“Being an entrepreneur involves solving a problem or seeing an opportunity and taking advantage of it and that is possible for anyone.” — Preeta Raghunathan ’19
By Livvie Avrick ’19
Economics and applied mathematics major Preeta Raghunathan ’19 (Bangalore, India) has a full plate this semester, with on-campus jobs in both the Disability Services and Entrepreneurship Offices, an internship at a wealth management firm in Minneapolis, and serving as a board member of the Mac Consulting Group.
Yet what makes Raghunathan stand out is her Live It Fund project.
After an internship in summer 2016 with Selco, a company in India that provides solar energy to people living off the grid, Raghunathan got the idea for a Live It Fund project combining her interests in agriculture and women’s entrepreneurship.
In conjunction with the Green Foundation, an organization that works with smallholder farmers, Raghunathan worked with a group of 25 women entrepreneurs who make papads, sun-dried thin rice crepes. Through training and marketing initiatives, Raghunathan helped the women improve their product and expand their market.
“The women found a niche market because the products are handmade and produced sustainably,” she says. “The problem was inconsistent quality. The papads sometimes dried unevenly or had too much salt or pepper. You could never tell how the next batch would turn out.”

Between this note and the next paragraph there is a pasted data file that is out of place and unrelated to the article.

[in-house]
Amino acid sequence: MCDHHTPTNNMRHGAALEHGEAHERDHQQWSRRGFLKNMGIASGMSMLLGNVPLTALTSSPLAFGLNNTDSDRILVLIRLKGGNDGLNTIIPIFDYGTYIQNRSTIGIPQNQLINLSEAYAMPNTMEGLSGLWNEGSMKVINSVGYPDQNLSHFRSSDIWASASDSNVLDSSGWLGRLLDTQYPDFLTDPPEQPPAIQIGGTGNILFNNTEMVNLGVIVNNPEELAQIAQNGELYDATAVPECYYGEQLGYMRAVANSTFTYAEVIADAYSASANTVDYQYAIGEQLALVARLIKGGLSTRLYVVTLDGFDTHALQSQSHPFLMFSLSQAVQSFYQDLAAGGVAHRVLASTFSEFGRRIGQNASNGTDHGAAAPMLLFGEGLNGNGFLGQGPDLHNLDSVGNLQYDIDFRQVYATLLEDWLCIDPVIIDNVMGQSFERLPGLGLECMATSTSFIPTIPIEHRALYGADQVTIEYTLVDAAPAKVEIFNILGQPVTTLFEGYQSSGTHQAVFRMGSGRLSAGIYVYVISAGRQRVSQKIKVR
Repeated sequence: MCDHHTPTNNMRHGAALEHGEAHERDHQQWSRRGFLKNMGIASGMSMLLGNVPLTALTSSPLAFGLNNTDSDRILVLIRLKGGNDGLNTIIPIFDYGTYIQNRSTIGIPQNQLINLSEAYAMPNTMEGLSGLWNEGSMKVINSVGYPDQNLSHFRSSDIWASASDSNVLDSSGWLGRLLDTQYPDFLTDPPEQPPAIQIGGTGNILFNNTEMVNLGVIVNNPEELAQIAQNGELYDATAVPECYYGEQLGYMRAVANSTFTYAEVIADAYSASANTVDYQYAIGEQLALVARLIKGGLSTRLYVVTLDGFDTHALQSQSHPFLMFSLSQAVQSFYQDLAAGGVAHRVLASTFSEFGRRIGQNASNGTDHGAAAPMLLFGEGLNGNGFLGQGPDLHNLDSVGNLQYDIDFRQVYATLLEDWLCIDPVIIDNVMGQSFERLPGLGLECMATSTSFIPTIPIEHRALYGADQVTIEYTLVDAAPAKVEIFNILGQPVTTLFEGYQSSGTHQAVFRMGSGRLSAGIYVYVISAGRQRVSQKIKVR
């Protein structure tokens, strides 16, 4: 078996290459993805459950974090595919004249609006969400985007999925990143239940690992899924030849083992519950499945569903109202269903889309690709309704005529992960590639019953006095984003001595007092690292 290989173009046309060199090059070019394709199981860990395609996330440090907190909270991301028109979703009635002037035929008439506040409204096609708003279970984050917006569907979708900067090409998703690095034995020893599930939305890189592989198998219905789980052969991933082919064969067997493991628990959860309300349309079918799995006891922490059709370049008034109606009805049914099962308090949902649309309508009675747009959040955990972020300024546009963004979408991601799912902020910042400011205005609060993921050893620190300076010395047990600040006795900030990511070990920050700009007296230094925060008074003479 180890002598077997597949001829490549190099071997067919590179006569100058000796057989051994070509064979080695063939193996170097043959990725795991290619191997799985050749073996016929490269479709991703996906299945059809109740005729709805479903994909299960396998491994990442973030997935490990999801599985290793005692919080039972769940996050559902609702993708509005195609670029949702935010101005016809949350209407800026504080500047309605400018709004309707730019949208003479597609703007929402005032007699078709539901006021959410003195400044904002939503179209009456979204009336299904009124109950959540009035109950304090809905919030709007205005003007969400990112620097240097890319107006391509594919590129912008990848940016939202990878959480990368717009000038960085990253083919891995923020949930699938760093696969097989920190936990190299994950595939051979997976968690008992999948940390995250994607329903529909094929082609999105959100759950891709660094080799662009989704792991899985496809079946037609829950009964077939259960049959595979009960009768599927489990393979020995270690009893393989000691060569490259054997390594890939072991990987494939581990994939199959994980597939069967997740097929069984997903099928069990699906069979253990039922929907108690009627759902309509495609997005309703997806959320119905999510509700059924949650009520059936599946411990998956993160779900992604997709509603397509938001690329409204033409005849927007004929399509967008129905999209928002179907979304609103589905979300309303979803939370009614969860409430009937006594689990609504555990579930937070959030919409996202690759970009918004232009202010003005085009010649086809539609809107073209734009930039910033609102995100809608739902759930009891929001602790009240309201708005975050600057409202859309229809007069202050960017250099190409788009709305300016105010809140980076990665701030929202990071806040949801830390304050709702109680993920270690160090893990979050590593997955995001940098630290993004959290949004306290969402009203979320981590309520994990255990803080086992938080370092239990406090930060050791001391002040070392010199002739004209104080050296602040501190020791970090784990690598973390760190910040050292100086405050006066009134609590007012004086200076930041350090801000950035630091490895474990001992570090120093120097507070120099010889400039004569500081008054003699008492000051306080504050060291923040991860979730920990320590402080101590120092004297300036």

Raghunathan provided a solar solution called a solar tunnel, “which is basically a tent structure which is mounted on the terrace and it traps heat,” she says. “It allows the papads to dry really fast, which solves the problem of hygiene and uneven drying.”
With parents in the agriculture and rural development field, Raghunathan grew up going to farms. “Agriculture is vital to many countries’ economies and a lot of farming has now shifted to mass production farms,” she says. “That has caused a lot of changes in the farming sphere. Suicide among India smallholder farmers is a really big issue when farmers can’t pay their debts or have other monetary issues. That’s something really sad that I saw happening around me.”
Thanks to the solar tunnels, the women were producing more papads than before, but they lacked confidence in their products. So after putting up stalls and adding cold-pressed oil and millet to their menu, the women sought consumer feedback, which proved valuable.
By the end of the project, the women were more confident about planning for the future and making decisions for themselves. “It was really amazing to see these women with an entrepreneurial spirit that was quite different than before,” she says.
“I don’t think entrepreneurship has to be limited to people of a particular field or level of education,” she says. “Being an entrepreneur involves solving a problem or seeing an opportunity and taking advantage of it and that is possible for anyone.”
December 28 2017Back to top